Thursday, 10 October 2013

Harvest Home!


This time of year we are usually very busy making the most of the produce
that the garden and countryside has to offer - and this year is certainly no exception.
Karen kicked off by making this amazing Spiced Blackberry and Brandy Liqueur.
The finished bottles of delicious liqueur.

I pinched the left-over pulp from Karen's liqueur and added it to my Blackberry and Elderberry wine.
It filled two demijohns (9 litres or 16 pints).

This is also the time of year when Karen passes the bowl of Christmas Pudding mix around
for everyone to give a stir. As you can see, Anna enjoyed it and I loved being a good stirrer too!
The aromatic smell from the bowl was fantastic!!
Finishing touches...
One Christmas Pudding for this year and one for next year.
Not wishing to be outdone by Karen I set too with this Sloe Gin. The recipe is simple:
1kg Sloes - or in this case I used the very similar Bullaces picked from 'our' loke in Norfolk.

200kg sugar (it may need a little more at a later date but I don't want to add too much). 

Then I filled this 3 litre Kilner jar with 2 litres Gin - you can see it instantly
starting to take on some of the wonderful colour of the Bullaces. This is now
shaken once a day for two weeks then once a week for a couple of months.
Later I may add some almond essence, a stick of cinnamon and one tsp. cloves.

We then turned our attention to making Cider -
first we cleaned and sterilised all the equipment...

then cleaned and chopped up the apples ...

crushed them to a pulp...

and pressed out the juice. With the addition of cider yeast, we now have
four gallons (18 litres or 32 pints) of Cider bubbling away in the fermenting bin.
It should just about be ready for Christmas.

Karen finished off by making some bottles of chilli oil and tarragon oil.
Here is a hint to our next project, plus of course the Pickled Onions, Christmas Cake etc...!!


  1. So   full of action, your harvest time ... See how productive you are in the family, when you do not build harps, it is impressive to me. I see great gifts, for many future days ,prepared in this harvest- time,dear Jerry, working in lovely family team!

    1. We did it in evenings and weekends so yes plenty of harp making, school work etc. has happened too. We are definitely a bit tired though Rita but it shows what can be achieved when we share the tasks and it is something you enjoy doing. It will be nice to sit back in a few months time and enjoy the results!!

  2. Interesantísimo reportaje el que nos presentas, Jerry. Todos los trabajos del otoño en una casa cerca de la naturaleza en estas fotos que están a medio camino entre Jamie Oliver y Virgilio. Me encanta esa foto de las manzanas y las botellitas de aceite con chile y estragón. La verdad es que faltan dos meses para Navidad y hay que prepararse, ¿no? Abrazos para toda la familia.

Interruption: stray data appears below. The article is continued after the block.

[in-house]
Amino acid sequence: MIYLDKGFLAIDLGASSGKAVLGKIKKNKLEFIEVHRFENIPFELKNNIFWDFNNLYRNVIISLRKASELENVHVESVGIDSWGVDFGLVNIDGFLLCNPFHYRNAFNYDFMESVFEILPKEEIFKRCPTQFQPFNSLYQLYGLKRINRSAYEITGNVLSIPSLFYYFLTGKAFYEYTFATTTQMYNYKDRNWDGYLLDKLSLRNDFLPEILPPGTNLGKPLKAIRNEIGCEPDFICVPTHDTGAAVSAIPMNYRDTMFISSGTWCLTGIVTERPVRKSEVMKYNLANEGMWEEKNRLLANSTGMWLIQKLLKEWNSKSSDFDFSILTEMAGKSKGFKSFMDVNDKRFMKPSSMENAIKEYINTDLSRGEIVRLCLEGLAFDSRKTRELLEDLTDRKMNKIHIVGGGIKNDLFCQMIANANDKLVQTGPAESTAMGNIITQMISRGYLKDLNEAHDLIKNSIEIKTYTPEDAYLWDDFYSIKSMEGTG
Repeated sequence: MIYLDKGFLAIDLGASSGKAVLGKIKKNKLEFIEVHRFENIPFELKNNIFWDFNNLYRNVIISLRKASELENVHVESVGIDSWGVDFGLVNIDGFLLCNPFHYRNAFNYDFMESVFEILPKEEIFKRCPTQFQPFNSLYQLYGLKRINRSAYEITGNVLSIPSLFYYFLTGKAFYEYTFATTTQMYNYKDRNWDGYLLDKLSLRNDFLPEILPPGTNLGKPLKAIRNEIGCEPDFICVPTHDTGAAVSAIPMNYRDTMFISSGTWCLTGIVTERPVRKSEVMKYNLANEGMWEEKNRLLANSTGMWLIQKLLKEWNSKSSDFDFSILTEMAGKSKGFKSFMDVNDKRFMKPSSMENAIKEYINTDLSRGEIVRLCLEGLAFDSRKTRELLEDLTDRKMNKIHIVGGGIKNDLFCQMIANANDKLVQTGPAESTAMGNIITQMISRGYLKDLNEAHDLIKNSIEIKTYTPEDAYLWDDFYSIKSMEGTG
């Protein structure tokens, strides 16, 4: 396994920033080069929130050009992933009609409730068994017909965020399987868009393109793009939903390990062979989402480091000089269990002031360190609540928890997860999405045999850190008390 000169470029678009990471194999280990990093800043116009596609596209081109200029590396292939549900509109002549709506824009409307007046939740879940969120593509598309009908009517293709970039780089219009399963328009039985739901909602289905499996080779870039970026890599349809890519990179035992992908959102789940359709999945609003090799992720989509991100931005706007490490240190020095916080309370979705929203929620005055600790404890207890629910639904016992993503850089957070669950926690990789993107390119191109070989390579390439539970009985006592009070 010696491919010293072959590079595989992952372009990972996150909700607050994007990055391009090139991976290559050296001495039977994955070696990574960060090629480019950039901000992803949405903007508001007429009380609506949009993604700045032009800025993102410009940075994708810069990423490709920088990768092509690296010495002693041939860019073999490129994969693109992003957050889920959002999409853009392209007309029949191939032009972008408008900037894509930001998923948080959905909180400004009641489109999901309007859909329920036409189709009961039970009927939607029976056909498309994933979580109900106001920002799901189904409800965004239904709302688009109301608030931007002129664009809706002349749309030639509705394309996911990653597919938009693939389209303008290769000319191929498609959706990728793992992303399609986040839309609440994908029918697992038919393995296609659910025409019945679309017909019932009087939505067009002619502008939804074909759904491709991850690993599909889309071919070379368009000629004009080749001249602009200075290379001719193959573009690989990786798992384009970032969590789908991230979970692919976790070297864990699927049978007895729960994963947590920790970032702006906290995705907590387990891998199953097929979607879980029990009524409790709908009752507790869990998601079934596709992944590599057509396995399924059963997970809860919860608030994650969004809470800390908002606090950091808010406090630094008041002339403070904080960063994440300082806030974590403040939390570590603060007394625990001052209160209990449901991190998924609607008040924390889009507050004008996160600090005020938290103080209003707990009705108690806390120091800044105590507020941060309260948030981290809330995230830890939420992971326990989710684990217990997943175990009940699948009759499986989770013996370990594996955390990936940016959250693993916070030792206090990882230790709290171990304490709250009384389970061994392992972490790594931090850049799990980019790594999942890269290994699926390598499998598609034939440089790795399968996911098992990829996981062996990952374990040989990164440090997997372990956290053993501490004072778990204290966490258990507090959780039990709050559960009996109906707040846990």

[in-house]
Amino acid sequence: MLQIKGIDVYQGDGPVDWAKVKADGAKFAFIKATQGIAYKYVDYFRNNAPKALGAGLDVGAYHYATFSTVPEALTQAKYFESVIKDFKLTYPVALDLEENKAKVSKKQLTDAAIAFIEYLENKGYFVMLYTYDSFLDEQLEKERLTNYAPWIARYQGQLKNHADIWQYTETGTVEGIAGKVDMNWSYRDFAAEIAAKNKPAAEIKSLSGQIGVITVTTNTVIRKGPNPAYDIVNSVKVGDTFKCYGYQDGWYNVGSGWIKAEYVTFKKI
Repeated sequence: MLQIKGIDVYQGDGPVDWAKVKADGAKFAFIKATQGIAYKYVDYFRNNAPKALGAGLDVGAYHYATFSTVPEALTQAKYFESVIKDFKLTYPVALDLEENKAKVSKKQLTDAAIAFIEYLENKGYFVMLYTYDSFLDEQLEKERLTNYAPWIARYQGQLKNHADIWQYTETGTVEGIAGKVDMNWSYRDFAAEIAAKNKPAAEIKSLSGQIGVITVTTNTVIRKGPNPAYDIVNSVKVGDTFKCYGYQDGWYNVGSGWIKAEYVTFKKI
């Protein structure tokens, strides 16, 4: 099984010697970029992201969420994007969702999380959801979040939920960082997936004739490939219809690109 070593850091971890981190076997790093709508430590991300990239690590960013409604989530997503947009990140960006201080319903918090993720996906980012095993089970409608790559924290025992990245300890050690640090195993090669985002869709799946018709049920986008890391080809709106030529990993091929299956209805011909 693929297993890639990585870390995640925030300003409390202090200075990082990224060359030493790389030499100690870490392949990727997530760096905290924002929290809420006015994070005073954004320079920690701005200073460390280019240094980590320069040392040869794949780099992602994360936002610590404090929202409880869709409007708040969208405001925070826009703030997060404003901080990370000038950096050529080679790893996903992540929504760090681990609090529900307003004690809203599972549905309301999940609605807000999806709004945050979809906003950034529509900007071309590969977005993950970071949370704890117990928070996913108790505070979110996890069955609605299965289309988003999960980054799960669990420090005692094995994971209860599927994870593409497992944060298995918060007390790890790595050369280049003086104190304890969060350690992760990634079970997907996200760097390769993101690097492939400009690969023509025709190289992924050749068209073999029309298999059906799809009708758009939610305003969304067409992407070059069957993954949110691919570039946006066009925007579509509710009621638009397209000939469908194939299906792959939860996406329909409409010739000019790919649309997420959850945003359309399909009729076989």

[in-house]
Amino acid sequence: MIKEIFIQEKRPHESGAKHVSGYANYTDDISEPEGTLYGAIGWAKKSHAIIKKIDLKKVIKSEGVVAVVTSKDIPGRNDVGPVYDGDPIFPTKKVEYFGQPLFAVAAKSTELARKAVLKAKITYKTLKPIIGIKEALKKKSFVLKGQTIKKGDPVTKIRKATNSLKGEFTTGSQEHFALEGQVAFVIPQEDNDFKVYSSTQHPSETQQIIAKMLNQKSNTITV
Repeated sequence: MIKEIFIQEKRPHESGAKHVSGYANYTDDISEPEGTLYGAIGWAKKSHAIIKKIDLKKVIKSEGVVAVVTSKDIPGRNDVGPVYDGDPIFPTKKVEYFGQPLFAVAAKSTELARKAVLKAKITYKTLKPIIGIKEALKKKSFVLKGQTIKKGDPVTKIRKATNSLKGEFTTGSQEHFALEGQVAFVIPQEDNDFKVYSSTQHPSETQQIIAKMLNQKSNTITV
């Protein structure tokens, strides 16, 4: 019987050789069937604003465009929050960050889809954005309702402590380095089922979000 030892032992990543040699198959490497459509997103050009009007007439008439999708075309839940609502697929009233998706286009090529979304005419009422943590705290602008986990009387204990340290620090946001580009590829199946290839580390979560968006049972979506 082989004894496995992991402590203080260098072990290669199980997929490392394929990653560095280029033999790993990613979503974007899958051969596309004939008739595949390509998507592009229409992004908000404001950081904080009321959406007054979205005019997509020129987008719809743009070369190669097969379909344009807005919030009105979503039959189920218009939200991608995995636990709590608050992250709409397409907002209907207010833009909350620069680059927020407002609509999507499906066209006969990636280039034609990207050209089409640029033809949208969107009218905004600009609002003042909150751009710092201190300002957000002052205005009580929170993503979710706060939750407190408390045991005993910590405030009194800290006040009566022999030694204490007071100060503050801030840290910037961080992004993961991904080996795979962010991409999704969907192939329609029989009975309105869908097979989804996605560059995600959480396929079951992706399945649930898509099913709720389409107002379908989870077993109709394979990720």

1. Francesc I'm extremely flattered by your analogy - perhaps it's more Jamie Oliver (or Hugh Fearnley-Whittingstall) than Virgil although the oils and grapes look decidedly Latin. Of course it could all taste dreadful come Christmas!!! Actually quite lot of it will not be ready for this Christmas the Gin will be better after another year or two and I still have a bottle saved from 2011 for his year (it has taken a lot of self-control to leave it). Unlike you, Karen doesn't let me get any nearer to the kitchen than this and it is probably just as well. ¿Do you and Sonia make similar things?

  3. Great post Jerry and fascinating to see all the drinks you have made - looks like you had an awful lot of apples to chop up!! Great to see the Christmas Puddings in the making too - you've reminded me its nearly time to make mine!

  4. I'm on my way round for a sampling session - I might need a taxi home though... hic!

    1. Yes Steve there does seem to be a bit of a theme developing here!!

  5. What time did you say you wanted me over?? A very interesting process, Jerry!! and a wonderful time together ..

  6. Oh I wish I could taste those wonderful products! Mmmmmmmmm!

  7. What a great team effort, and so rewarding! I have just made marmelada, made with quince fruit and 12 jars of, blackberry jam, and filled the freezer with apple and blackberry pies, and a few bottles of sweet wine ( which is the stage before it starts fermenting.) It's a deliceous alternative to an alcoolic drink, but you probably already know this! I guess your next post will be wine making! See you then!:)

    1. Sonjia your jam, marmalade, pies and sweet wine all sound lovely. Yes my next post could well be about winemaking!

  8. Oh my Jerry. You are a busy lot. I think your Christmas is going to be very bountiful with all that harvest. Thanks for sharing your photos.

  9. Hola Jerry. Hace unas semanas que he visto esta entrada y me ha gustado mucho. Ya sabes que soy una fiel seguidora de tus elaboraciones caseras, todas ellas son apetitosas. Siguiendo tu sugerencia Francesc y yo hemos comentado que por Navidad elaboraremos "turrón casero Mallorquín" y algún otro postre típico español. Francesc cooperará conmigo y así terminaré más pronto mis trabajos caseros :)
    Un abrazo, Sonia.

  10. Hola Sonia. I'm so pleased that it's inspired you to do some things yourself - and get Francesc into the kitchen! I would soooooo love to try your "turrón casero Mallorquín"!